Daylight is one theme that I’m trying to sort through. Unlike most engineers of his day, Nervi always seemed to find a way to integrate natural light with his structural designs. Light punctuates his structure, helping to distinguish, in this case, between elements that span and elements that support. The perimeter curtain wall at the Palazetto does the same thing. But in both cases the visual separation that light creates also gives the roofs this uncanny sense of floating above you, very different from some of the heroic long span structures of the day. Not sure where that bit is going, but it seems to crop up again and again.

20131109-093045.jpg. We did take a few minutes to revisit the earlier hall, too. Last year it was full of a dinosaur exhibit, which was not in-awesome, but did get in the way of the pure, publication-worthy shots I was after. A little cajoling got us into the upper galleries, where you can see the poured-in-place buttresses really well (and in some places where the paint is peeling, you can see that they were originally…yellow…). The formula here is the same as that in the later hall–poured supporting elements that get out of the way of circulation below, lightweight precast elements connected by poured ribs forming the roof. Here, of course, the daylight percolates through the structure itself, not quite the same as in the C hall, but another idea that he came back to several times, including the Papal Audience Hall.

20131109-093507.jpg. All of this is no less wonderful for having seen the first hall last year. Both are now completely disused–the C Hall was last occupied for the Nervi addition in 2011, and the B Hall has done time as an exhibition space for contemporary art and as a temporary display space for the Italian Museum of the Automobile, which was entirely appropriate since it was originally designed to exhibit cars. All of that is gone now, and there are even bits of it that haven’t been touched since the 2006 Olympics–signs and temporary drywall that turned some of the perimeter galleries into offices. Turin has suffered since then from Fiat’s relentless move to move production to Eastern Europe and from a declining population. But it also suffered from a surplus of large exposition spaces, from the 1961 centenary to the Olympics. There simply isn’t enough going on to pack the number of big spaces like this in the city, and that’s worrying from a preservation point of view.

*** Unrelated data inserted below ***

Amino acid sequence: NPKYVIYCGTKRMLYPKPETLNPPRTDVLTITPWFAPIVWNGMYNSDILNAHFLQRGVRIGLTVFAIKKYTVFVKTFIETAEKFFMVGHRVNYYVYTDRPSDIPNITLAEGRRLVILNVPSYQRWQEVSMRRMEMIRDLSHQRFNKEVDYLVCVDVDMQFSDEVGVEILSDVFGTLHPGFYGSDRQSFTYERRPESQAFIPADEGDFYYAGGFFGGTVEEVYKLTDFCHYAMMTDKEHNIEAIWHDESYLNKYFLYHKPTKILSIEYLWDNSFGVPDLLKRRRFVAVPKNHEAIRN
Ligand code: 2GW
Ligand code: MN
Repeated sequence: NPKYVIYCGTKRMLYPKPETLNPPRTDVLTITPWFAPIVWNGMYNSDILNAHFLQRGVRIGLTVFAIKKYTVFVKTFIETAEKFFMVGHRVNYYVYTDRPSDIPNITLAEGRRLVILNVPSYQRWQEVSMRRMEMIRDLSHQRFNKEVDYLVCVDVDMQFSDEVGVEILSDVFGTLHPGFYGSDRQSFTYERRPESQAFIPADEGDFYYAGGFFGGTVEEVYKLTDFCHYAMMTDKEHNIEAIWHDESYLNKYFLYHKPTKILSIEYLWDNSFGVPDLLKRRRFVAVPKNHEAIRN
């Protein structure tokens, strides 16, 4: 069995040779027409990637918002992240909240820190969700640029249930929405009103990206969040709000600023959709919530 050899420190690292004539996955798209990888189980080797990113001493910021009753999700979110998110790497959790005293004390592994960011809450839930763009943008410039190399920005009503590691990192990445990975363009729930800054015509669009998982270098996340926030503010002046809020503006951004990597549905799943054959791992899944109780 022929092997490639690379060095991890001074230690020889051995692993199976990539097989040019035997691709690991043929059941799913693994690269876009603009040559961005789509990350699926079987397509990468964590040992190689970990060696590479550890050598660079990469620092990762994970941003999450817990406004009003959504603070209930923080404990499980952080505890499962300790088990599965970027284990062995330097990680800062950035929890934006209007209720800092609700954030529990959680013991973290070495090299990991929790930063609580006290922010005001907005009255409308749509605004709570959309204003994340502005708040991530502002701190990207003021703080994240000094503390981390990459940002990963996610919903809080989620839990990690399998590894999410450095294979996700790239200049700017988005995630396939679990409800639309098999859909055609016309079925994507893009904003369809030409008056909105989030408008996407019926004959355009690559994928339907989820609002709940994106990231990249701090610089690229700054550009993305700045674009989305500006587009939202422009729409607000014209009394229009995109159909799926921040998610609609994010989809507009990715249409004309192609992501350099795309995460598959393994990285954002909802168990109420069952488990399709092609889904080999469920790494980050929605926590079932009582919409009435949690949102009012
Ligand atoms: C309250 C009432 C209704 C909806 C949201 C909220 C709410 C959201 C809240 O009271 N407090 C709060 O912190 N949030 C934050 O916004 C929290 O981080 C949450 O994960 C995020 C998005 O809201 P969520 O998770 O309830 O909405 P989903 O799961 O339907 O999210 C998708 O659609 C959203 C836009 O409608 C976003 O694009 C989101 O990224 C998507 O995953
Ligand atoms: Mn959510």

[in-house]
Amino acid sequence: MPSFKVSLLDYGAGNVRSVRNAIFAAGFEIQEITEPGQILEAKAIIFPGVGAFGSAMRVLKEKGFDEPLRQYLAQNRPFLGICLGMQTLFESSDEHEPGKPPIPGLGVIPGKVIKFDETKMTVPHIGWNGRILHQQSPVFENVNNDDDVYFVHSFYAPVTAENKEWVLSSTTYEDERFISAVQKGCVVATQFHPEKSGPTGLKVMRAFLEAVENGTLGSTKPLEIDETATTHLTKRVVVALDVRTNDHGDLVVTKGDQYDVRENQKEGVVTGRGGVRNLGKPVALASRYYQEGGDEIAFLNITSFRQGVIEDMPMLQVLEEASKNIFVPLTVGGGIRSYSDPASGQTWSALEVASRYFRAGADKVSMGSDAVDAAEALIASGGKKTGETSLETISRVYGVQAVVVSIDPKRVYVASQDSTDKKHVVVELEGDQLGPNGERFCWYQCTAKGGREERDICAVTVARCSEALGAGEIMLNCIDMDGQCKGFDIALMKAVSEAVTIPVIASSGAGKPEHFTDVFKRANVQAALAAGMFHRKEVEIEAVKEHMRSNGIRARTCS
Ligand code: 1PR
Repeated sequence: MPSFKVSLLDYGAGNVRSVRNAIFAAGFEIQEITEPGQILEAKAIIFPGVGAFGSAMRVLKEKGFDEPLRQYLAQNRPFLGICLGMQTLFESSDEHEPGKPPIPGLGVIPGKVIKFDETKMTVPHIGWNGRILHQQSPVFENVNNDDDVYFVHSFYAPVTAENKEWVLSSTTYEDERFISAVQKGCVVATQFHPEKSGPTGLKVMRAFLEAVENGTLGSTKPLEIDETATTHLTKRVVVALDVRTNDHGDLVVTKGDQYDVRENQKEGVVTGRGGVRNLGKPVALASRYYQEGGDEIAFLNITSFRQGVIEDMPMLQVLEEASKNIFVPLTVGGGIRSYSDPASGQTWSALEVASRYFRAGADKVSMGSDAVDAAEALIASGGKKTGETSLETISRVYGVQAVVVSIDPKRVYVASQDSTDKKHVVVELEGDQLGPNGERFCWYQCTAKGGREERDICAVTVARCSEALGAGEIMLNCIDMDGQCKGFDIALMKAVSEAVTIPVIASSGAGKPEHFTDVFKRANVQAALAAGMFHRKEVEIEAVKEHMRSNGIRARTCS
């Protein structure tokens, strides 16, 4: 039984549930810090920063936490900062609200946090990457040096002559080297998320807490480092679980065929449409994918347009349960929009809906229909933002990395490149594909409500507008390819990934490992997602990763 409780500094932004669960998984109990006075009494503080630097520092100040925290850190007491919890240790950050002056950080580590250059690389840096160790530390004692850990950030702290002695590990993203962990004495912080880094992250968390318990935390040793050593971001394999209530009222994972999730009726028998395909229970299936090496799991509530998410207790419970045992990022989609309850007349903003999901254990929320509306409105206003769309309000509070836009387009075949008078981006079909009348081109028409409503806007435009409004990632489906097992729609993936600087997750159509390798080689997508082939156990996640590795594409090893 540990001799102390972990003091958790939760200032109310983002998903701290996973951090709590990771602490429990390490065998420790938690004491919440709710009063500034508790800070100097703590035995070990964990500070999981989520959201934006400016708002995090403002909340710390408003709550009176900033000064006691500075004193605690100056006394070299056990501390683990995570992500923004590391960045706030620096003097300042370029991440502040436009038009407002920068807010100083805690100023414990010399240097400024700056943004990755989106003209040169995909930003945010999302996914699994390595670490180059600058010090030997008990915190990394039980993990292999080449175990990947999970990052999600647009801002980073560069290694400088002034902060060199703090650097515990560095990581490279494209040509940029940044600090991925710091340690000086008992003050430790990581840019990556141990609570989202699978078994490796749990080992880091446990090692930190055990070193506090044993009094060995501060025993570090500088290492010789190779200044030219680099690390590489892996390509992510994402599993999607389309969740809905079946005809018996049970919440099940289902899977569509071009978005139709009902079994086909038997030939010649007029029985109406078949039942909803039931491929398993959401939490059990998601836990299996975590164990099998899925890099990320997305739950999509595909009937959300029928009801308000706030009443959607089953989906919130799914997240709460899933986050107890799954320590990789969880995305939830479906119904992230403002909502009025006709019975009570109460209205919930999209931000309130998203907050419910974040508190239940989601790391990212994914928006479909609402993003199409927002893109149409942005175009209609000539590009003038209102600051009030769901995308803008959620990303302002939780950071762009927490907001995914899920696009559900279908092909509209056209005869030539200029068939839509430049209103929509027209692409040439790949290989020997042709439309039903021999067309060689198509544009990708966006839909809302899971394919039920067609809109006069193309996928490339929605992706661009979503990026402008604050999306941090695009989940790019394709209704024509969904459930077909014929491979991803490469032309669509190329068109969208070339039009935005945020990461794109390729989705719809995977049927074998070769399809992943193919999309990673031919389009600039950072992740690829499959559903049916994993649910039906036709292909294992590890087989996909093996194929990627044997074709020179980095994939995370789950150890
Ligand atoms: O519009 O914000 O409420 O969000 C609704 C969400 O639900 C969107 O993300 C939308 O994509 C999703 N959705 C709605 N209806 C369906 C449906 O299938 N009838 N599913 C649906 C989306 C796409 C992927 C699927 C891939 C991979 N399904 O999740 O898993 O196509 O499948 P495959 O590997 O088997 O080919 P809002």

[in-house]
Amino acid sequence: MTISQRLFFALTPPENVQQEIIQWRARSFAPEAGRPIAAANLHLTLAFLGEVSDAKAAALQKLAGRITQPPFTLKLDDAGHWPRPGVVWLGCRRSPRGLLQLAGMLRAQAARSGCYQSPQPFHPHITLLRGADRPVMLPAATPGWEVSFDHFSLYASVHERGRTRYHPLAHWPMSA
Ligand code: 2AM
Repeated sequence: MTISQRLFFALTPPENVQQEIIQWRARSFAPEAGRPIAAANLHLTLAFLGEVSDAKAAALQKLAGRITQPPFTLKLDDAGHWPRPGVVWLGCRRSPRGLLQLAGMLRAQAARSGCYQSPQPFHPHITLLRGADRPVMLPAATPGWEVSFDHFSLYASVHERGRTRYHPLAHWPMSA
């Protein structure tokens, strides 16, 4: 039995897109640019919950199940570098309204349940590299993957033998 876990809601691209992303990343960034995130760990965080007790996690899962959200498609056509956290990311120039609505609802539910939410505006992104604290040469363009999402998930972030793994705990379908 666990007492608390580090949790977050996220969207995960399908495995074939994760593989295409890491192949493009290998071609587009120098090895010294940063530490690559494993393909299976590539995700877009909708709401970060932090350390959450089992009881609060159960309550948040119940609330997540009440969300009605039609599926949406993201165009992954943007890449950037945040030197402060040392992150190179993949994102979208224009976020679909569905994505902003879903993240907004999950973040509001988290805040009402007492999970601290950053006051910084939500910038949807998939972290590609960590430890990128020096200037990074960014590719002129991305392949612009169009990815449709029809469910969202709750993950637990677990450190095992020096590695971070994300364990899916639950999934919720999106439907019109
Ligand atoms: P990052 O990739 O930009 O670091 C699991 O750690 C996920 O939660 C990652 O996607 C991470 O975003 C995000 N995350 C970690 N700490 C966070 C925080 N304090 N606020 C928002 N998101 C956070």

We did hook up with a group of itinerant students from the Bartlett whose studio task this year is to re inhabit abandoned urban spaces in northern Italy, so hope springs eternal. But the money simply isn’t there to seriously re-imagine some of these spaces, and in a climate of enforced austerity it’s hard to imagine that happening over the next five to ten years. But the opportunities are amazing if these structures can hold on.

20131109-094201.jpg. For instance. The water tower at Mirafiori, the declining home of Fiat’s production. Nervi did this one in the late 1960s–you can see the precast tavelloni pattern on the conical tank even through the graininess of a post-sunset dashboard shot. And above that? The openings between the tank and the roof were a restaurant, accessible by elevator, from which you could see the entire factory–impressive enough, given the scale, here–the entire city, and in the distance the Italian Alps. Totally empty now, and owned by a skittish French company that in no way, shape, or form, is interested in letting a couple of Nervi scholars into it.

Thus ensuring a future visit…